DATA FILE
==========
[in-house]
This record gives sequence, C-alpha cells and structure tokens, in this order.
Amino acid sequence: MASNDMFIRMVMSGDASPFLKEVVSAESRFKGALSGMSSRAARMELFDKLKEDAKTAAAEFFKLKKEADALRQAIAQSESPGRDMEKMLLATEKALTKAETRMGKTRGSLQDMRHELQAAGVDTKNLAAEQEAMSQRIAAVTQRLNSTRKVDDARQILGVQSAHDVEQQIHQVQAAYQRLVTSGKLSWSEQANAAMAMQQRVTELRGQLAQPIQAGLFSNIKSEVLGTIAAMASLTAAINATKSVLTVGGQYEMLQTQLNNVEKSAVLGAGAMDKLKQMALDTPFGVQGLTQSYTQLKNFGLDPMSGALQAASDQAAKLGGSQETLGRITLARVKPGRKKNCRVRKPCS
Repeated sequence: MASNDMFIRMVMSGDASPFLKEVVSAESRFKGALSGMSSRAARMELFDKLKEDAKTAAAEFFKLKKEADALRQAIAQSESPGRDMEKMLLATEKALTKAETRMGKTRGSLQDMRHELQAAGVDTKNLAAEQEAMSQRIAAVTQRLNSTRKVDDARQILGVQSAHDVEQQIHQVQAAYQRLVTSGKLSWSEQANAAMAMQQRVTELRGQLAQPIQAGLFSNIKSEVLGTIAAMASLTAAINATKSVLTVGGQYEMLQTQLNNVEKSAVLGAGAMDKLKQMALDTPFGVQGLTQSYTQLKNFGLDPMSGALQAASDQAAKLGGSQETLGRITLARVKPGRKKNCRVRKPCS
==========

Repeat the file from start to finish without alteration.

[in-house]
This record gives sequence, C-alpha cells and structure tokens, in this order.
Amino acid sequence: MASNDMFIRMVMSGDASPFLKEVVSAESRFKGALSGMSSRAARMELFDKLKEDAKTAAAEFFKLKKEADALRQAIAQSESPGRDMEKMLLATEKALTKAETRMGKTRGSLQDMRHELQAAGVDTKNLAAEQEAMSQRIAAVTQRLNSTRKVDDARQILGVQSAHDVEQQIHQVQAAYQRLVTSGKLSWSEQANAAMAMQQRVTELRGQLAQPIQAGLFSNIKSEVLGTIAAMASLTAAINATKSVLTVGGQYEMLQTQLNNVEKSAVLGAGAMDKLKQMALDTPFGVQGLTQSYTQLKNFGLDPMSGALQAASDQAAKLGGSQETLGRITLARVKPGRKKNCRVRKPCS
Repeated sequence: MASNDMFIRMVMSGDASPFLKEVVSAESRFKGALSGMSSRAARMELFDKLKEDAKTAAAEFFKLKKEADALRQAIAQSESPGRDMEKMLLATEKALTKAETRMGKTRGSLQDMRHELQAAGVDTKNLAAEQEAMSQRIAAVTQRLNSTRKVDDARQILGVQSAHDVEQQIHQVQAAYQRLVTSGKLSWSEQANAAMAMQQRVTELRGQLAQPIQAGLFSNIKSEVLGTIAAMASLTAAINATKSVLTVGGQYEMLQTQLNNVEKSAVLGAGAMDKLKQMALDTPFGVQGLTQSYTQLKNFGLDPMSGALQAASDQAAKLGGSQETLGRITLARVKPGRKKNCRVRKPCS